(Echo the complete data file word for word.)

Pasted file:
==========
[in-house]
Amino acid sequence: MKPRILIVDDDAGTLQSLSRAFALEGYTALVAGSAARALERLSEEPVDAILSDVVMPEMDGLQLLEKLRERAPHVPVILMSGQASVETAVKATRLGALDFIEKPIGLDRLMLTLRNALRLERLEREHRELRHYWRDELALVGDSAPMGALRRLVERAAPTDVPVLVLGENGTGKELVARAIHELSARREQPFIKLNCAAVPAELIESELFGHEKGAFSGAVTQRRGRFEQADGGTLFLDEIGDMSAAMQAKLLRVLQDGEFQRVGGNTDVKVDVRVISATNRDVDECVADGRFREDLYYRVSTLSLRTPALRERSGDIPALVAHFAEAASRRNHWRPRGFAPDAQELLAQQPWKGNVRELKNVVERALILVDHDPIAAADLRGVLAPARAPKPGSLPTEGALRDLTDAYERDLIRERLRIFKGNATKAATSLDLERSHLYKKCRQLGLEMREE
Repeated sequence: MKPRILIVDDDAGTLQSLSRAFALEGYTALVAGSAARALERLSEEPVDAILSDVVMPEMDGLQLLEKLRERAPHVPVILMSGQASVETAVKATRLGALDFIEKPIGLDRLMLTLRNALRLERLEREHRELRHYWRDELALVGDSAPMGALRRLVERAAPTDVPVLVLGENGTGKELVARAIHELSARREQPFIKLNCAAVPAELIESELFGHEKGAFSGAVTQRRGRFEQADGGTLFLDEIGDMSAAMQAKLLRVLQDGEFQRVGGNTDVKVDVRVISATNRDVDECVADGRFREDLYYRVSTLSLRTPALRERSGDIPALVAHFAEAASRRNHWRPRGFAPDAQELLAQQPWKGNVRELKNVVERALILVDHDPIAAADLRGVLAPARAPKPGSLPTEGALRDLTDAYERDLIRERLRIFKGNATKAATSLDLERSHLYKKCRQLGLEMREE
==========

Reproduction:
[in-house]
Amino acid sequence: MKPRILIVDDDAGTLQSLSRAFALEGYTALVAGSAARALERLSEEPVDAILSDVVMPEMDGLQLLEKLRERAPHVPVILMSGQASVETAVKATRLGALDFIEKPIGLDRLMLTLRNALRLERLEREHRELRHYWRDELALVGDSAPMGALRRLVERAAPTDVPVLVLGENGTGKELVARAIHELSARREQPFIKLNCAAVPAELIESELFGHEKGAFSGAVTQRRGRFEQADGGTLFLDEIGDMSAAMQAKLLRVLQDGEFQRVGGNTDVKVDVRVISATNRDVDECVADGRFREDLYYRVSTLSLRTPALRERSGDIPALVAHFAEAASRRNHWRPRGFAPDAQELLAQQPWKGNVRELKNVVERALILVDHDPIAAADLRGVLAPARAPKPGSLPTEGALRDLTDAYERDLIRERLRIFKGNATKAATSLDLERSHLYKKCRQLGLEMREE
Repeated sequence: MKPRILIVDDDAGTLQSLSRAFALEGYTALVAGSAARALERLSEEPVDAILSDVVMPEMDGLQLLEKLRERAPHVPVILMSGQASVETAVKATRLGALDFIEKPIGLDRLMLTLRNALRLERLEREHRELRHYWRDELALVGDSAPMGALRRLVERAAPTDVPVLVLGENGTGKELVARAIHELSARREQPFIKLNCAAVPAELIESELFGHEKGAFSGAVTQRRGRFEQADGGTLFLDEIGDMSAAMQAKLLRVLQDGEFQRVGGNTDVKVDVRVISATNRDVDECVADGRFREDLYYRVSTLSLRTPALRERSGDIPALVAHFAEAASRRNHWRPRGFAPDAQELLAQQPWKGNVRELKNVVERALILVDHDPIAAADLRGVLAPARAPKPGSLPTEGALRDLTDAYERDLIRERLRIFKGNATKAATSLDLERSHLYKKCRQLGLEMREE